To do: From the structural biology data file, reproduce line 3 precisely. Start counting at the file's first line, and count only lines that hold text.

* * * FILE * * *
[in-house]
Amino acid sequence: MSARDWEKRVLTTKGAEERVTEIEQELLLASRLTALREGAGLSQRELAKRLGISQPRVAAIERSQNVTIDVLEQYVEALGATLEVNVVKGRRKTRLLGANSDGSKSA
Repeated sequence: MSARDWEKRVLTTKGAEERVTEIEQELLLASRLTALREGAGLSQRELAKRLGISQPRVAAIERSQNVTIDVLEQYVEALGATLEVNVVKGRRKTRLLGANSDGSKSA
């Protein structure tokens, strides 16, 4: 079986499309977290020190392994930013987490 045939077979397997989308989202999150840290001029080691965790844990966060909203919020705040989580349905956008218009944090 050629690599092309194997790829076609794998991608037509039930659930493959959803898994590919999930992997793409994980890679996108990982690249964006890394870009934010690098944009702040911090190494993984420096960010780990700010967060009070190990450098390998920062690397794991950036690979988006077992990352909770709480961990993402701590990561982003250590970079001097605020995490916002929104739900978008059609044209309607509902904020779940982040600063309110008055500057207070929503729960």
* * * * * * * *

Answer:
Repeated sequence: MSARDWEKRVLTTKGAEERVTEIEQELLLASRLTALREGAGLSQRELAKRLGISQPRVAAIERSQNVTIDVLEQYVEALGATLEVNVVKGRRKTRLLGANSDGSKSA